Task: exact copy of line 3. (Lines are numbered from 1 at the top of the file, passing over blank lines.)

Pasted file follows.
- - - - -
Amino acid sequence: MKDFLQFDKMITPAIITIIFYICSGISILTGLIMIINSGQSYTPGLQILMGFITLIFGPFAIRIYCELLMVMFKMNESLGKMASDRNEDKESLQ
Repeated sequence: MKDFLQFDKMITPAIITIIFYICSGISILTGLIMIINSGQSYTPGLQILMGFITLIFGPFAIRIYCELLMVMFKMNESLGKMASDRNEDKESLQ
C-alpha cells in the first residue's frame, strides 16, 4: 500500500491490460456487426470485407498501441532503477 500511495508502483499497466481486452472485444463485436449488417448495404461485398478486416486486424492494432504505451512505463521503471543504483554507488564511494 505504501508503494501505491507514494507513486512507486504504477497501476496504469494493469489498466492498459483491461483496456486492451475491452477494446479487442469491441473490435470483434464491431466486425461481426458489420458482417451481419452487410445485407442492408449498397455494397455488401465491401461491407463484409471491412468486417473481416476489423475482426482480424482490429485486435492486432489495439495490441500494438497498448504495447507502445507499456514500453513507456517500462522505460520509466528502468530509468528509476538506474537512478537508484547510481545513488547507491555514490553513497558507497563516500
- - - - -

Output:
C-alpha cells in the first residue's frame, strides 16, 4: 500500500491490460456487426470485407498501441532503477 500511495508502483499497466481486452472485444463485436449488417448495404461485398478486416486486424492494432504505451512505463521503471543504483554507488564511494 505504501508503494501505491507514494507513486512507486504504477497501476496504469494493469489498466492498459483491461483496456486492451475491452477494446479487442469491441473490435470483434464491431466486425461481426458489420458482417451481419452487410445485407442492408449498397455494397455488401465491401461491407463484409471491412468486417473481416476489423475482426482480424482490429485486435492486432489495439495490441500494438497498448504495447507502445507499456514500453513507456517500462522505460520509466528502468530509468528509476538506474537512478537508484547510481545513488547507491555514490553513497558507497563516500